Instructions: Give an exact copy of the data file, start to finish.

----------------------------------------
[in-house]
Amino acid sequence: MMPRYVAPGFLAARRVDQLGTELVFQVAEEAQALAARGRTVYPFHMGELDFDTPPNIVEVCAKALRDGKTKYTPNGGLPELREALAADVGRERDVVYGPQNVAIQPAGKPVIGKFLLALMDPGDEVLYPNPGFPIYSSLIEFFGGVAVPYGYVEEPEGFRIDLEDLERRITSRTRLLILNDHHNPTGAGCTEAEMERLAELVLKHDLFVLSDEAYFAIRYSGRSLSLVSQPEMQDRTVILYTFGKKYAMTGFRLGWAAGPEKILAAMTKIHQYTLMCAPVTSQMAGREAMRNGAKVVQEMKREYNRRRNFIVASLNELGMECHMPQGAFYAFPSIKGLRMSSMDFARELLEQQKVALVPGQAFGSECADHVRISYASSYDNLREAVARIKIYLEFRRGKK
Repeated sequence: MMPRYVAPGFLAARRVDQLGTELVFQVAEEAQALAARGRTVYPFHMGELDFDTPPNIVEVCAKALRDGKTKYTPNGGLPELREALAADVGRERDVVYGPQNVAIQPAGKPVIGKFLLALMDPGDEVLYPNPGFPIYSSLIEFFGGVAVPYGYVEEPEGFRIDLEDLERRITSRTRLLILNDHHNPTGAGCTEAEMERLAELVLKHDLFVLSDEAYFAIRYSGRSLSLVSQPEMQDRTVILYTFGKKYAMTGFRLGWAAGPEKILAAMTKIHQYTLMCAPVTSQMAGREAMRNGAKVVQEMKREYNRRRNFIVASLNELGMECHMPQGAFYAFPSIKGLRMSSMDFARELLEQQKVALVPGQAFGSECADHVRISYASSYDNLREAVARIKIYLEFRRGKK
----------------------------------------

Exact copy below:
[in-house]
Amino acid sequence: MMPRYVAPGFLAARRVDQLGTELVFQVAEEAQALAARGRTVYPFHMGELDFDTPPNIVEVCAKALRDGKTKYTPNGGLPELREALAADVGRERDVVYGPQNVAIQPAGKPVIGKFLLALMDPGDEVLYPNPGFPIYSSLIEFFGGVAVPYGYVEEPEGFRIDLEDLERRITSRTRLLILNDHHNPTGAGCTEAEMERLAELVLKHDLFVLSDEAYFAIRYSGRSLSLVSQPEMQDRTVILYTFGKKYAMTGFRLGWAAGPEKILAAMTKIHQYTLMCAPVTSQMAGREAMRNGAKVVQEMKREYNRRRNFIVASLNELGMECHMPQGAFYAFPSIKGLRMSSMDFARELLEQQKVALVPGQAFGSECADHVRISYASSYDNLREAVARIKIYLEFRRGKK
Repeated sequence: MMPRYVAPGFLAARRVDQLGTELVFQVAEEAQALAARGRTVYPFHMGELDFDTPPNIVEVCAKALRDGKTKYTPNGGLPELREALAADVGRERDVVYGPQNVAIQPAGKPVIGKFLLALMDPGDEVLYPNPGFPIYSSLIEFFGGVAVPYGYVEEPEGFRIDLEDLERRITSRTRLLILNDHHNPTGAGCTEAEMERLAELVLKHDLFVLSDEAYFAIRYSGRSLSLVSQPEMQDRTVILYTFGKKYAMTGFRLGWAAGPEKILAAMTKIHQYTLMCAPVTSQMAGREAMRNGAKVVQEMKREYNRRRNFIVASLNELGMECHMPQGAFYAFPSIKGLRMSSMDFARELLEQQKVALVPGQAFGSECADHVRISYASSYDNLREAVARIKIYLEFRRGKK